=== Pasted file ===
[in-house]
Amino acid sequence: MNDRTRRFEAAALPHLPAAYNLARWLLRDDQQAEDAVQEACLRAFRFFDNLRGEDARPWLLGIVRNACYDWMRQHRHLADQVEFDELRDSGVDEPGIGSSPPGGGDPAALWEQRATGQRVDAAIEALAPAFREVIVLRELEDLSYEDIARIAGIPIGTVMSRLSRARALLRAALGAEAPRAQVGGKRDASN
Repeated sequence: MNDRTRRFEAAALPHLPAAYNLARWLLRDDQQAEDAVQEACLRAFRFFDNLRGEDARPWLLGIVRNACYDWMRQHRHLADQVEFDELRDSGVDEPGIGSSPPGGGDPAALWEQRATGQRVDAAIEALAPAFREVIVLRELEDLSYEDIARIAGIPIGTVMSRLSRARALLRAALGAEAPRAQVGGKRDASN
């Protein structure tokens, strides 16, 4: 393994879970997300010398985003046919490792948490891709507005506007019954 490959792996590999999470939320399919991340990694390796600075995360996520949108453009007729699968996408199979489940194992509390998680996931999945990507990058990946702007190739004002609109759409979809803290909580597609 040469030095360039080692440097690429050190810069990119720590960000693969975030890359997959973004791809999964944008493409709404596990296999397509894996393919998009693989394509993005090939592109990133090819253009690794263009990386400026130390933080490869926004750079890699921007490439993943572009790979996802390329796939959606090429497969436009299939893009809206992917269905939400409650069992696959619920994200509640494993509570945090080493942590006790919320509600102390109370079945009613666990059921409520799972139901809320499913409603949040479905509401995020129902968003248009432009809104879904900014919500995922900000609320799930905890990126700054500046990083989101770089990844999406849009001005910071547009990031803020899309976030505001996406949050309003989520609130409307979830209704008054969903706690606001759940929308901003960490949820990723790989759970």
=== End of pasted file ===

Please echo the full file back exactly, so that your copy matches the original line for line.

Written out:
[in-house]
Amino acid sequence: MNDRTRRFEAAALPHLPAAYNLARWLLRDDQQAEDAVQEACLRAFRFFDNLRGEDARPWLLGIVRNACYDWMRQHRHLADQVEFDELRDSGVDEPGIGSSPPGGGDPAALWEQRATGQRVDAAIEALAPAFREVIVLRELEDLSYEDIARIAGIPIGTVMSRLSRARALLRAALGAEAPRAQVGGKRDASN
Repeated sequence: MNDRTRRFEAAALPHLPAAYNLARWLLRDDQQAEDAVQEACLRAFRFFDNLRGEDARPWLLGIVRNACYDWMRQHRHLADQVEFDELRDSGVDEPGIGSSPPGGGDPAALWEQRATGQRVDAAIEALAPAFREVIVLRELEDLSYEDIARIAGIPIGTVMSRLSRARALLRAALGAEAPRAQVGGKRDASN
């Protein structure tokens, strides 16, 4: 393994879970997300010398985003046919490792948490891709507005506007019954 490959792996590999999470939320399919991340990694390796600075995360996520949108453009007729699968996408199979489940194992509390998680996931999945990507990058990946702007190739004002609109759409979809803290909580597609 040469030095360039080692440097690429050190810069990119720590960000693969975030890359997959973004791809999964944008493409709404596990296999397509894996393919998009693989394509993005090939592109990133090819253009690794263009990386400026130390933080490869926004750079890699921007490439993943572009790979996802390329796939959606090429497969436009299939893009809206992917269905939400409650069992696959619920994200509640494993509570945090080493942590006790919320509600102390109370079945009613666990059921409520799972139901809320499913409603949040479905509401995020129902968003248009432009809104879904900014919500995922900000609320799930905890990126700054500046990083989101770089990844999406849009001005910071547009990031803020899309976030505001996406949050309003989520609130409307979830209704008054969903706690606001759940929308901003960490949820990723790989759970």